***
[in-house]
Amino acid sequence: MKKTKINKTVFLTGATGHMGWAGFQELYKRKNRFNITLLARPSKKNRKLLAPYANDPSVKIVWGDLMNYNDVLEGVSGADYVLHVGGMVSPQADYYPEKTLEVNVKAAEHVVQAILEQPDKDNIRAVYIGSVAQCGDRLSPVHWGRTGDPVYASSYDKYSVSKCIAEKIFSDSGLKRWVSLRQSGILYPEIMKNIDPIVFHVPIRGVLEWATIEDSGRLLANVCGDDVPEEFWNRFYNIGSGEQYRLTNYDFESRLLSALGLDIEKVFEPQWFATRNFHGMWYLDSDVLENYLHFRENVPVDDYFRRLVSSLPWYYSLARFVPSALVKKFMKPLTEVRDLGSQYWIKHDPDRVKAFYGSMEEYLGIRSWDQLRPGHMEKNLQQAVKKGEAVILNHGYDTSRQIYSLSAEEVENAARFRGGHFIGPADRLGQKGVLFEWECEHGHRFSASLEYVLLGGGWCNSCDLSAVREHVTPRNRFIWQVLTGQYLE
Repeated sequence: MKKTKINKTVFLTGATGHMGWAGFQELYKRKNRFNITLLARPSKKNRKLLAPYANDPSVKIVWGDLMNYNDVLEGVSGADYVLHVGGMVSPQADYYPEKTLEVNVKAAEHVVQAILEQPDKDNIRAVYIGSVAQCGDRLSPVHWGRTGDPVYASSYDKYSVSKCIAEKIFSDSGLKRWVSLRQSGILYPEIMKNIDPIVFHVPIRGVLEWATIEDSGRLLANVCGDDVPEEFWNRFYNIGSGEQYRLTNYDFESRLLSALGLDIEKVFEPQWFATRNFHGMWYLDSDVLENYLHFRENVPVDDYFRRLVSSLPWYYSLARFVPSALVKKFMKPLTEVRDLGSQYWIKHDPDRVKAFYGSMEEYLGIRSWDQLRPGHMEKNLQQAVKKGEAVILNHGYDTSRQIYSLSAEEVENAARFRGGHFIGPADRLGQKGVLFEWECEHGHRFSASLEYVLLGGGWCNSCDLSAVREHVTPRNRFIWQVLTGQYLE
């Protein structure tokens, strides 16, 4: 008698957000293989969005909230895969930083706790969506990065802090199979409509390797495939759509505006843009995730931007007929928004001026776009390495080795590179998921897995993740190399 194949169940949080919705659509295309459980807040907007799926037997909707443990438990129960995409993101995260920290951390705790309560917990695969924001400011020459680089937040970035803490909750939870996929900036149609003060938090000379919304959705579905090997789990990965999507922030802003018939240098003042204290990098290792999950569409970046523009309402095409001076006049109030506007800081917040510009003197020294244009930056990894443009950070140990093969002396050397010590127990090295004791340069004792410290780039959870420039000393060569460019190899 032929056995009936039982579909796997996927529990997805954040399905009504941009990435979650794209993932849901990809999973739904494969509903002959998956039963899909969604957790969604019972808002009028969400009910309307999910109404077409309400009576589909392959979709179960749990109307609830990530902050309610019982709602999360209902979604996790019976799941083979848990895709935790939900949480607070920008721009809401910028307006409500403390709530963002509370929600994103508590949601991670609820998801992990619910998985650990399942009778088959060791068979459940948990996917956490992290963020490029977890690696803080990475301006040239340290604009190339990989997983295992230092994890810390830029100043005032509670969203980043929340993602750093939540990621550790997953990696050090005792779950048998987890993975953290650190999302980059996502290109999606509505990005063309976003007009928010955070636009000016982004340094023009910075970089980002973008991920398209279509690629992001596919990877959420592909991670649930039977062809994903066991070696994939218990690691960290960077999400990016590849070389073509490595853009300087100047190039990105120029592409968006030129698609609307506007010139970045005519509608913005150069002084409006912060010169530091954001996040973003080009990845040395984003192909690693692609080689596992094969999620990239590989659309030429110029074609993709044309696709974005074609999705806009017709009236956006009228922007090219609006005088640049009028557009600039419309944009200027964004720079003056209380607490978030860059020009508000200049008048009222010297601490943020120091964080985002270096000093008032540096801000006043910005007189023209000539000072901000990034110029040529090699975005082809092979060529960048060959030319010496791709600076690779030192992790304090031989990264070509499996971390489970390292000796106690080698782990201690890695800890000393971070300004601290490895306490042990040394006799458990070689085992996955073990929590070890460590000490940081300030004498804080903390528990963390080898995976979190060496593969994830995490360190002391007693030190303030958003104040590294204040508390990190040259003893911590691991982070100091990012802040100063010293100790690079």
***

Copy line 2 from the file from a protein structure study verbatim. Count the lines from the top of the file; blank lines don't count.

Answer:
Amino acid sequence: MKKTKINKTVFLTGATGHMGWAGFQELYKRKNRFNITLLARPSKKNRKLLAPYANDPSVKIVWGDLMNYNDVLEGVSGADYVLHVGGMVSPQADYYPEKTLEVNVKAAEHVVQAILEQPDKDNIRAVYIGSVAQCGDRLSPVHWGRTGDPVYASSYDKYSVSKCIAEKIFSDSGLKRWVSLRQSGILYPEIMKNIDPIVFHVPIRGVLEWATIEDSGRLLANVCGDDVPEEFWNRFYNIGSGEQYRLTNYDFESRLLSALGLDIEKVFEPQWFATRNFHGMWYLDSDVLENYLHFRENVPVDDYFRRLVSSLPWYYSLARFVPSALVKKFMKPLTEVRDLGSQYWIKHDPDRVKAFYGSMEEYLGIRSWDQLRPGHMEKNLQQAVKKGEAVILNHGYDTSRQIYSLSAEEVENAARFRGGHFIGPADRLGQKGVLFEWECEHGHRFSASLEYVLLGGGWCNSCDLSAVREHVTPRNRFIWQVLTGQYLE